They can be found on the ocean floor but given you’re in water, there are currents that move items after each turn you play. Gems will be washed away if you’re not careful, so you will learn to become efficient with your approach to each location, especially given that your pod has a limited range of movement and one square costs one fuel. Ah, precious fuel.
If you don’t collect energy, you will run out of fuel, forcing you to retreat to your island so that your ship can recharge. This is a slippery slope and each time this happens, you’ll lose items you were carrying.
When it comes to your vitals, you also need to be on the lookout for edibles. Just like the energy gems, you’ll find sources of food on the ocean floor but you can only carry six items at once. Given this is an alien planet, the first few jaunts into the unknown mean it is hard to know what is worth keeping and what to discard.
Ignore your vitals for too long and you’ll starve yourself into a game over. Thankfully, early on you’ll find items and materials so that you can build a camp on your island, as well as a garden. You’ll come into possession of tools and fertilizers to help grow crops, some of which don’t always agree with you…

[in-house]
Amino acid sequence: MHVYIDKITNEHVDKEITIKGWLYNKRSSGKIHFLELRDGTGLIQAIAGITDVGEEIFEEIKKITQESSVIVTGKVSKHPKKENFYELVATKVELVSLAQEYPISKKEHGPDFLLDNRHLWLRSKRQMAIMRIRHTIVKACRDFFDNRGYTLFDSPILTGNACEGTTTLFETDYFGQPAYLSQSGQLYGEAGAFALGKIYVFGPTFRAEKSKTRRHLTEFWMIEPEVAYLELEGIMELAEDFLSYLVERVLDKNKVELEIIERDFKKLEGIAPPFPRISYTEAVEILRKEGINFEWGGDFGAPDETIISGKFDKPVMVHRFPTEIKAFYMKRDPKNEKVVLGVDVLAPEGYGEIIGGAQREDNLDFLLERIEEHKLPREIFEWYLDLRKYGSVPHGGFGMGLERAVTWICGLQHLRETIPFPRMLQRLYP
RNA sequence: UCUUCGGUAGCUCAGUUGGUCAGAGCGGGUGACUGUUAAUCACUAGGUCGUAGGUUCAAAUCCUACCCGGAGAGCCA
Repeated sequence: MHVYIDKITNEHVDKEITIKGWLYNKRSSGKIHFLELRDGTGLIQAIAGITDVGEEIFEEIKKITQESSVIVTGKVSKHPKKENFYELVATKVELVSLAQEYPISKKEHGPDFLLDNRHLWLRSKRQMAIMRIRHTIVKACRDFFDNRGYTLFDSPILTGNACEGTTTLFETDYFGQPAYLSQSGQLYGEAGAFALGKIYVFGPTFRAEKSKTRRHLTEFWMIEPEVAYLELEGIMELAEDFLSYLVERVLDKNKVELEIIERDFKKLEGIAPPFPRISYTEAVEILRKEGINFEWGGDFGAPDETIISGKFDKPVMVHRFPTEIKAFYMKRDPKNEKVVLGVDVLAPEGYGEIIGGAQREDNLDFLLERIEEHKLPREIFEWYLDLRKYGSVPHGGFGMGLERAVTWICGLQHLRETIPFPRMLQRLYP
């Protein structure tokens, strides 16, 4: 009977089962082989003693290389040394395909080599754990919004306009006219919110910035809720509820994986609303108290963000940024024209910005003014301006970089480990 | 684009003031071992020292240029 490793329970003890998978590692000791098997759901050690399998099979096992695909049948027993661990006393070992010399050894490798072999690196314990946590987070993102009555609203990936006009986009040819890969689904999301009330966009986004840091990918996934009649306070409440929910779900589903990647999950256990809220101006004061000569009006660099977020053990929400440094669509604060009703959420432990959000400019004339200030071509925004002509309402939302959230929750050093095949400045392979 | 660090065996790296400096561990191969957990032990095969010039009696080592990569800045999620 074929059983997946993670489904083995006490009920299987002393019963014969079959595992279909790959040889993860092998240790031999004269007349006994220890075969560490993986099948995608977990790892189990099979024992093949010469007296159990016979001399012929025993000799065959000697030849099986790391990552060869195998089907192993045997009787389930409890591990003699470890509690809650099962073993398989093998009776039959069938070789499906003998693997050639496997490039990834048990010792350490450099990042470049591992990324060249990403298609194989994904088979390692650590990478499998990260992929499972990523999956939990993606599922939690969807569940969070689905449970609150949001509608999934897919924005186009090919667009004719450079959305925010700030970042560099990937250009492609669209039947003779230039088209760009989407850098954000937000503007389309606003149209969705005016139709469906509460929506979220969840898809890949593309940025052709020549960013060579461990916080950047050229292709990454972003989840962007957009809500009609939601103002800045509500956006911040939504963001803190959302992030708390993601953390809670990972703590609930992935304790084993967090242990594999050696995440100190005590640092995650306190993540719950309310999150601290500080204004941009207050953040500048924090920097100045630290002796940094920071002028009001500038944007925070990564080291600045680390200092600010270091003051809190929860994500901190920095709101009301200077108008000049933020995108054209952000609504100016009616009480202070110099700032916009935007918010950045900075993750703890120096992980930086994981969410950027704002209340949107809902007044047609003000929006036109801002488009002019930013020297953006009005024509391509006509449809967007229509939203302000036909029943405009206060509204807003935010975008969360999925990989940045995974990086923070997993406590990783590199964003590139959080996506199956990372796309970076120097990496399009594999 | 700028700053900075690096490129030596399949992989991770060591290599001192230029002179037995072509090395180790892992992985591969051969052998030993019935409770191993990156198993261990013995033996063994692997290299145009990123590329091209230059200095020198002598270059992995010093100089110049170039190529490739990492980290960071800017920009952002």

Your pod can also be upgraded and these modifications not only improve your potential to explore, but will also allow you to defend yourself against the many creatures lurking below the surface. The first mod gives you a ‘wave’ ability, which makes collecting gems easier. After that you’ll acquire the ‘bash’ mod, which can be used to break through coral and bracken, as well as the face of anything silly enough to get close to you.
But as you’d expect, these abilities require energy. Running out of energy happens to the best of us but when it does, its not impossible to come back from. You’ll have to make calculated risks and I like it when a game offers this.
I’m really enjoying my time with Aquamarine. I jest about being too scared to play it. Don’t get me wrong, I am terrified of the sea – big baths make me nervous – but this is a relaxing game. It requires a lot of thought and strategy, and you have to make choices that have consequences, but you are entirely responsible for the pace at which you play. There is a ladder to climb but each time I load back in I understand the game better than the last time I played. I want to keep coming back.
I’ve already touched on the style and presentation but it adds so much charm. When you combine the look with low-fi synths and nautical soundscapes, you’re almost so relaxed that you forget you’re stranded totally alone on an alien planet. What someone should do, is make like a ten hour mix, oh wait –
It is a privilege to support games like this. A few bugs need ironed out for sure, but they will be. They are hardly worth mentioning.
This is a challenging puzzle adventure and one that I highly recommend for survival fans.
I can’t wait to go again and see where the story leads. You could say I’m HOOKED – pun absolutely intended, but surely I’m allowed one?!